Internationally, building control approval was difficult to obtain to develop plastic buildings particularly with regard to fire safety. The Kennington classroom was the first building Booth's team actually constructed using the GRP panels. Prior to its being built, Synthetic Resins Ltd of Liverpool developed a new phenolic foam system base, faced with GRP. They and Warrington Research Centre then tested the materials, demonstrating them to ‘more than meet the requirements of Fire Regulations’ making the classroom the first plastic building in the country to pass fire safety requirements.
The job architects for the building were Ben Stephenson and Mike Bracewell. It was a 16ft (4.9m) high, centrally-planned structure composed of 35 white, tetrahedral panels arranged into a modified icosahedron, affectionately called ‘the bubble’ by the children. The panels were secured by a new, patented jointing system and were self-supporting and bolted to a concrete foundation pad. A 2in (5cm) thick lining of phenolic foam was used for fire-proofing and insulation. The floor space was about 22.5ft (6.8m) wide with seven sealed-pane windows set low in the walls so children could see out. The lighting and ventilation were controlled from a single panel in the flat-roofed resource area linking the classroom to the original school.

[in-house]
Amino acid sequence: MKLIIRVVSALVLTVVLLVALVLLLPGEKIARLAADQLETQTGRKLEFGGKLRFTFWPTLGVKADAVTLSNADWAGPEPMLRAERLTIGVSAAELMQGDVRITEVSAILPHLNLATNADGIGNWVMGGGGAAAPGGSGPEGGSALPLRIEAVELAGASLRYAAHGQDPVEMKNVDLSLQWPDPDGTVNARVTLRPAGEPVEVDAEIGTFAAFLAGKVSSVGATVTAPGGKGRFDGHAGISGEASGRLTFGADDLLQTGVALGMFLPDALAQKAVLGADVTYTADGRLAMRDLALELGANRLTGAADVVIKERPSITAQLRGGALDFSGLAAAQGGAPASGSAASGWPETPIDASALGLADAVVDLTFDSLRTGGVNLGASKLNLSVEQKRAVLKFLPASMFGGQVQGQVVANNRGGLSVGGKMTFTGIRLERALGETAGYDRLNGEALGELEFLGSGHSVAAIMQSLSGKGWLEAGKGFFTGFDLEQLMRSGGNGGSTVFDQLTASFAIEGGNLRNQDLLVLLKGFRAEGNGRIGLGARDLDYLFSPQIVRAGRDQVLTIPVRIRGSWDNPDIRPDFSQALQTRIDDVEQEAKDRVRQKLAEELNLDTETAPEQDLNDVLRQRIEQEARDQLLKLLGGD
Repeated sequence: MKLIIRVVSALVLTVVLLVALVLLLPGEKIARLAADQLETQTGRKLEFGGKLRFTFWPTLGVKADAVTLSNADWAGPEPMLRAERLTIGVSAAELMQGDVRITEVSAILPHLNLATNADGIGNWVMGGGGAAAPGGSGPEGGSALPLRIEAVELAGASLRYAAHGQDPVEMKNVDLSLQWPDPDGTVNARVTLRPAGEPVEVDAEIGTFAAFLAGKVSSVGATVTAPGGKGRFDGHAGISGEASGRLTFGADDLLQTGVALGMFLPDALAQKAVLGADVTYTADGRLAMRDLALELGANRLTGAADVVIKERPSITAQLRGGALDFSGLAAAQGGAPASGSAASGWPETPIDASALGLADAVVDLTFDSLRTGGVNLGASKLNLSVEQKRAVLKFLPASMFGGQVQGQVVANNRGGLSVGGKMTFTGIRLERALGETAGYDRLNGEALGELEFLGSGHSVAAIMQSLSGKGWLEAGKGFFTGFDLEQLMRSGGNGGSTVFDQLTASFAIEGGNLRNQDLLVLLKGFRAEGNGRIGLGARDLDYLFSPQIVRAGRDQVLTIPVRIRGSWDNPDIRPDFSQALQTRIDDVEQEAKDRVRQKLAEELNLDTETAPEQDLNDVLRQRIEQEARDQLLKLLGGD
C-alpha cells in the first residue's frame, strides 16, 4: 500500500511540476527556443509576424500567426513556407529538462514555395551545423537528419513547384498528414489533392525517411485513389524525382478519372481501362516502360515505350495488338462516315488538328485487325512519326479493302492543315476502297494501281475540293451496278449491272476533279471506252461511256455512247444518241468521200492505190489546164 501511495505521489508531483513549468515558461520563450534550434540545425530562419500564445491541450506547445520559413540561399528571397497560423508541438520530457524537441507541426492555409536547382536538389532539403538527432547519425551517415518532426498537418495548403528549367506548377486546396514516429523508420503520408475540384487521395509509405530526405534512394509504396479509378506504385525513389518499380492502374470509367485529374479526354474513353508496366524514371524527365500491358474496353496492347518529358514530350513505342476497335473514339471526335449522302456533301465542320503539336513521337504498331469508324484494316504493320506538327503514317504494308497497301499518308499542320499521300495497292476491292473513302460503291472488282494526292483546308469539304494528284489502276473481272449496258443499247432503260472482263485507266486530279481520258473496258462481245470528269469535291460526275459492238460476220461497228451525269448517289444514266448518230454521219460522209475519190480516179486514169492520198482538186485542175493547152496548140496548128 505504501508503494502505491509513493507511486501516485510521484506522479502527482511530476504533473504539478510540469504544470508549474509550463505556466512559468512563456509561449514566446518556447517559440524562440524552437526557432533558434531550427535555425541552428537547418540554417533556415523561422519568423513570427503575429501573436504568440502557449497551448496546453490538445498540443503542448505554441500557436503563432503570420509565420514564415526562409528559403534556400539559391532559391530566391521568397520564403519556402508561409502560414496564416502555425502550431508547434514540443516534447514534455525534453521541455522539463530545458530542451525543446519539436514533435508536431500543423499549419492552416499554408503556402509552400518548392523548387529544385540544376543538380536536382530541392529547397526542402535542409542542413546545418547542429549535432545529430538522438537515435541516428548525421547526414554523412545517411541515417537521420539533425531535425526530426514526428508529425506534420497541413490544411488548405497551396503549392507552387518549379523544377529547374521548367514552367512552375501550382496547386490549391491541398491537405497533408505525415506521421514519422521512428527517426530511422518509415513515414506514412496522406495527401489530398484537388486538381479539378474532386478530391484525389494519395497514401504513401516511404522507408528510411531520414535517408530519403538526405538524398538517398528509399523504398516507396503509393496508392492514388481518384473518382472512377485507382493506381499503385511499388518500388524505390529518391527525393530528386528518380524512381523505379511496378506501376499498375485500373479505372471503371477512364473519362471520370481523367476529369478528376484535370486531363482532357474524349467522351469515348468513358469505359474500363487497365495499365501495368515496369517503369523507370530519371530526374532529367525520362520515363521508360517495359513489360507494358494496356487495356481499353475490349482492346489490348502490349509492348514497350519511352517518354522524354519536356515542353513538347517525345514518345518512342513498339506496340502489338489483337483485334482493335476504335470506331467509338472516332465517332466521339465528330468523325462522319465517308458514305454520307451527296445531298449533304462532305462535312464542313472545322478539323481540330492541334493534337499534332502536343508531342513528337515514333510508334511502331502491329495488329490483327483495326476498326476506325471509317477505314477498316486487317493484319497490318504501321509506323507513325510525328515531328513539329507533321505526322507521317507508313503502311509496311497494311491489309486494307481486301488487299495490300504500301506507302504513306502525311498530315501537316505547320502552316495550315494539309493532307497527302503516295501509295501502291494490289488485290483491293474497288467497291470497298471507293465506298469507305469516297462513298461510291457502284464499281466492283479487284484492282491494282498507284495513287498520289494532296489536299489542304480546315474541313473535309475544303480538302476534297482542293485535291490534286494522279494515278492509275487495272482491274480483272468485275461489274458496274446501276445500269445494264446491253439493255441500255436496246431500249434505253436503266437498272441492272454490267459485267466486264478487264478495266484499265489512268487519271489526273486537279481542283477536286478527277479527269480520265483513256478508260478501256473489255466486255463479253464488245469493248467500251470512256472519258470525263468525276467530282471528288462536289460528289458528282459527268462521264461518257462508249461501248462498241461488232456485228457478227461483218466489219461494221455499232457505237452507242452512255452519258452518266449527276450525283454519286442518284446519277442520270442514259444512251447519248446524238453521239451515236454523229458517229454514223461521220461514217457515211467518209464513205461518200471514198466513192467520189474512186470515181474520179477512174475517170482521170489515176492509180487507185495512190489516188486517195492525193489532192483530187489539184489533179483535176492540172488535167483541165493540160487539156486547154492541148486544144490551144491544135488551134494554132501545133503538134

The absence of vertical walls and corners required an innovative approach to classroom furniture. In April 1973 furniture design consultants Macpherson and Kernaghan were appointed to liaise with Booth on the development of a new range of plastic furniture and flexible room dividers, known as ‘main frames’, to which pin boards and storage units could be attached.